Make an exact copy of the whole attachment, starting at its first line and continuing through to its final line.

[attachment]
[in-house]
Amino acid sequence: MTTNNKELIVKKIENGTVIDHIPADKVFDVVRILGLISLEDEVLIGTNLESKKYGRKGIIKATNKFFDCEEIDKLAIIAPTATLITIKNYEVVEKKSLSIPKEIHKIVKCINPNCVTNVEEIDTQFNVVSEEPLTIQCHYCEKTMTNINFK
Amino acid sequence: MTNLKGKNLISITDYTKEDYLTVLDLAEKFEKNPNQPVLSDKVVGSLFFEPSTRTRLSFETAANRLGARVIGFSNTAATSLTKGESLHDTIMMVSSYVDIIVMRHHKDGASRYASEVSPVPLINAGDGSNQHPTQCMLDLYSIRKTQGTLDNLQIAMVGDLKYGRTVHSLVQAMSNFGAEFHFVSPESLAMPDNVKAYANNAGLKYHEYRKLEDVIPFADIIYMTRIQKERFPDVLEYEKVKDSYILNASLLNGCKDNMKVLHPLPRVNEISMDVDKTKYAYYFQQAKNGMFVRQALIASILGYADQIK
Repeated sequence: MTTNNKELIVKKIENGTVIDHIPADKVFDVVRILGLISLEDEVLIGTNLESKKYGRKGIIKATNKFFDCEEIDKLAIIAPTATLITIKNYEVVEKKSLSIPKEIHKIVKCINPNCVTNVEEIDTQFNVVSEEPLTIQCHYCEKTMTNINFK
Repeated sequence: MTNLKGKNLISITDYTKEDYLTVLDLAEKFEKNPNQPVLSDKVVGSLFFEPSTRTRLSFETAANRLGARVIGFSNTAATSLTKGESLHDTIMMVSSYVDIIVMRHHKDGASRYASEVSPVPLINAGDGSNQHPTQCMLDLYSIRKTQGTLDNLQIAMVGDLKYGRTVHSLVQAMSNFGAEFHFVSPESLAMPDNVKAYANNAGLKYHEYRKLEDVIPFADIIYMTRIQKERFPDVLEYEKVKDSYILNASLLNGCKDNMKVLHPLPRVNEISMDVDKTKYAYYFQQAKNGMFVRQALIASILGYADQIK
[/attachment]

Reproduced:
[in-house]
Amino acid sequence: MTTNNKELIVKKIENGTVIDHIPADKVFDVVRILGLISLEDEVLIGTNLESKKYGRKGIIKATNKFFDCEEIDKLAIIAPTATLITIKNYEVVEKKSLSIPKEIHKIVKCINPNCVTNVEEIDTQFNVVSEEPLTIQCHYCEKTMTNINFK
Amino acid sequence: MTNLKGKNLISITDYTKEDYLTVLDLAEKFEKNPNQPVLSDKVVGSLFFEPSTRTRLSFETAANRLGARVIGFSNTAATSLTKGESLHDTIMMVSSYVDIIVMRHHKDGASRYASEVSPVPLINAGDGSNQHPTQCMLDLYSIRKTQGTLDNLQIAMVGDLKYGRTVHSLVQAMSNFGAEFHFVSPESLAMPDNVKAYANNAGLKYHEYRKLEDVIPFADIIYMTRIQKERFPDVLEYEKVKDSYILNASLLNGCKDNMKVLHPLPRVNEISMDVDKTKYAYYFQQAKNGMFVRQALIASILGYADQIK
Repeated sequence: MTTNNKELIVKKIENGTVIDHIPADKVFDVVRILGLISLEDEVLIGTNLESKKYGRKGIIKATNKFFDCEEIDKLAIIAPTATLITIKNYEVVEKKSLSIPKEIHKIVKCINPNCVTNVEEIDTQFNVVSEEPLTIQCHYCEKTMTNINFK
Repeated sequence: MTNLKGKNLISITDYTKEDYLTVLDLAEKFEKNPNQPVLSDKVVGSLFFEPSTRTRLSFETAANRLGARVIGFSNTAATSLTKGESLHDTIMMVSSYVDIIVMRHHKDGASRYASEVSPVPLINAGDGSNQHPTQCMLDLYSIRKTQGTLDNLQIAMVGDLKYGRTVHSLVQAMSNFGAEFHFVSPESLAMPDNVKAYANNAGLKYHEYRKLEDVIPFADIIYMTRIQKERFPDVLEYEKVKDSYILNASLLNGCKDNMKVLHPLPRVNEISMDVDKTKYAYYFQQAKNGMFVRQALIASILGYADQIK